no swine flu in sa team

BELGRADE - University Sport South Africa's (Ussa) executive committee has given their 173-member delegation of athletes and officials in Serbia for the 25th World Student Games a clean bill of health from the swine flu (N1H1) epidemic.

BELGRADE - University Sport South Africa's (Ussa) executive committee has given their 173-member delegation of athletes and officials in Serbia for the 25th World Student Games a clean bill of health from the swine flu (N1H1) epidemic.

There were some fears that more athletes at the tournament might contract the disease after two students, one from Australia and the other from Uganda, have tested positive for swine flu since the start of the Games on June 30.

The affected students have been quarantined in a military hospital in Serbia until further notice.

More than 7000 students from 142 countries across the globe are taking part in this biennial tournament, the second biggest sporting event in the world after the Olympic Games.

All in all about 12000 people are in Serbia for the championships, an event that sports superpowers such as China, Russia, Australia, Japan and the United States use to prepare their athletes for the Olympics.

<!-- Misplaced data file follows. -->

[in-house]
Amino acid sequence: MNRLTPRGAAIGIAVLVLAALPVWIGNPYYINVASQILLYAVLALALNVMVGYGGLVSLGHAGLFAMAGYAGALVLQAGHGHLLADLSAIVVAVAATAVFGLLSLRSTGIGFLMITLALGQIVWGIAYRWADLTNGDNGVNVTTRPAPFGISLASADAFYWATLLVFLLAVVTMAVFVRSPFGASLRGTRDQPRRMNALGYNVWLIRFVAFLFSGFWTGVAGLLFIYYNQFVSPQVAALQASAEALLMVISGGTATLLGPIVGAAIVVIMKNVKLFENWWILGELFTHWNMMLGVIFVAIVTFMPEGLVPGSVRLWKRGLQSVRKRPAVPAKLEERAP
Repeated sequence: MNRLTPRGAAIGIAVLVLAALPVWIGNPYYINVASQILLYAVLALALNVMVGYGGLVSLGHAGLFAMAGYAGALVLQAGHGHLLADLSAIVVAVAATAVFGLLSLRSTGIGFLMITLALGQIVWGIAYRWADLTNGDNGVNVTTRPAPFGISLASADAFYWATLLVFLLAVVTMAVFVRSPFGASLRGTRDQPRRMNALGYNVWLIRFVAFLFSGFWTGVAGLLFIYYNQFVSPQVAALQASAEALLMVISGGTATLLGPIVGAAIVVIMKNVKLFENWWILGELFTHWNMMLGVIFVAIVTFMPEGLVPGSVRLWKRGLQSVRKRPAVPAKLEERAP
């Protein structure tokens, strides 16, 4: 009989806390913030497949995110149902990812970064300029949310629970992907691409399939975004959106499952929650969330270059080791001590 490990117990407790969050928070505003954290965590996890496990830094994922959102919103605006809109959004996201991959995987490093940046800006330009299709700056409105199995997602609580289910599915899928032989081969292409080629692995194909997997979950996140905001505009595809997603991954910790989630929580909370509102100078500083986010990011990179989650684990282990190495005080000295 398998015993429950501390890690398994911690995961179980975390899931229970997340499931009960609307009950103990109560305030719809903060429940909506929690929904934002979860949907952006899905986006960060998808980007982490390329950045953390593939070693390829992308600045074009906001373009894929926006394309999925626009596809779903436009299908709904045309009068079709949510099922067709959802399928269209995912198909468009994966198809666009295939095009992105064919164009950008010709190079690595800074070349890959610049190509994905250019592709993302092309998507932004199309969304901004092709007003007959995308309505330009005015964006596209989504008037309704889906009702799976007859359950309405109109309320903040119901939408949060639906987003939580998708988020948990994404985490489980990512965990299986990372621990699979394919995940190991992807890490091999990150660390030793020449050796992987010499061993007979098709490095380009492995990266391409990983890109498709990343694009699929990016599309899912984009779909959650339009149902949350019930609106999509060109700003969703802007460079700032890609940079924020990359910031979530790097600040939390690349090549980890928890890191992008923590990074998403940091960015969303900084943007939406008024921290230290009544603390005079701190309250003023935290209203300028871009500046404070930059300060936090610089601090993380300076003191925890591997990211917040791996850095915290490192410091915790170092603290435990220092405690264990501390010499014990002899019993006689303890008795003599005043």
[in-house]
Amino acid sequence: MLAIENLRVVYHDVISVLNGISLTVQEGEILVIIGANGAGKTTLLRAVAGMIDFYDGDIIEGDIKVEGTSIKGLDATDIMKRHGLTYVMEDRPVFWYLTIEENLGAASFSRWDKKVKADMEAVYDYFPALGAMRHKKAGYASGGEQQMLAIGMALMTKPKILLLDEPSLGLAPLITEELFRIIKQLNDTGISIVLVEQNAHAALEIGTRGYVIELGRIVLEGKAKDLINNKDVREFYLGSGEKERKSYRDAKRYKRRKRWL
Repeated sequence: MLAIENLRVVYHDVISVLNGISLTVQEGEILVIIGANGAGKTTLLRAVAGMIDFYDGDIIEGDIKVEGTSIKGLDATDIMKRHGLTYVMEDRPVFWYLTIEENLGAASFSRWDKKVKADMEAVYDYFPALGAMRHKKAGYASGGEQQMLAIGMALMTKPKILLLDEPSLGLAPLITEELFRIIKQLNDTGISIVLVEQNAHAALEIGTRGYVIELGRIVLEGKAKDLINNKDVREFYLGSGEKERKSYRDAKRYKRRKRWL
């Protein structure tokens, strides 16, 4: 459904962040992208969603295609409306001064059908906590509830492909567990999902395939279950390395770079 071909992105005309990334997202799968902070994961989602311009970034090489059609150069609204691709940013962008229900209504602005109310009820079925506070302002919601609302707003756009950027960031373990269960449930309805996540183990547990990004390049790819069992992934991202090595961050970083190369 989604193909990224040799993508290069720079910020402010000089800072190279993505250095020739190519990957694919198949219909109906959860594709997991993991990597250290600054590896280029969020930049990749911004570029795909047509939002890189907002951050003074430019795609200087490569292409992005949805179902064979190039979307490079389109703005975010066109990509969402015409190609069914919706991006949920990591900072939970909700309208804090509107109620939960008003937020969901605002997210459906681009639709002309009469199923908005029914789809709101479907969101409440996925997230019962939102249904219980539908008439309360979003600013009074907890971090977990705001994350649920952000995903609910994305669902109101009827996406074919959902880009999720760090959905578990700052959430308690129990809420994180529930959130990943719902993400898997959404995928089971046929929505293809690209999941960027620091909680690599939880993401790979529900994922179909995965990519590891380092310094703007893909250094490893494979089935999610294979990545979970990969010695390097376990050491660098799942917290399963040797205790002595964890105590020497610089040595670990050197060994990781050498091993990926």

The assurance by Ussa comes after 11 students taking part in the winter games at the University of Johannesburg from June 29 to July 3 tested positive for the N1H1 virus.

The affected students were taking part in the squash competition.

Ussa president Sanele Madlala said: "We had our yearly winter games at the University of Johannesburg where students from various tertiary institutions took part in the competition.

"We have noted the report from the department of health that 11 of them tested positive for the N1H1 virus.

"We are happy that the South African government, in particular the department of health, is on top of the situation in line with the guidelines of the World Health Organisation. We are delighted all the affected students are recovering at their respective homes and were not admitted to the hospitals as they had no medical complications."

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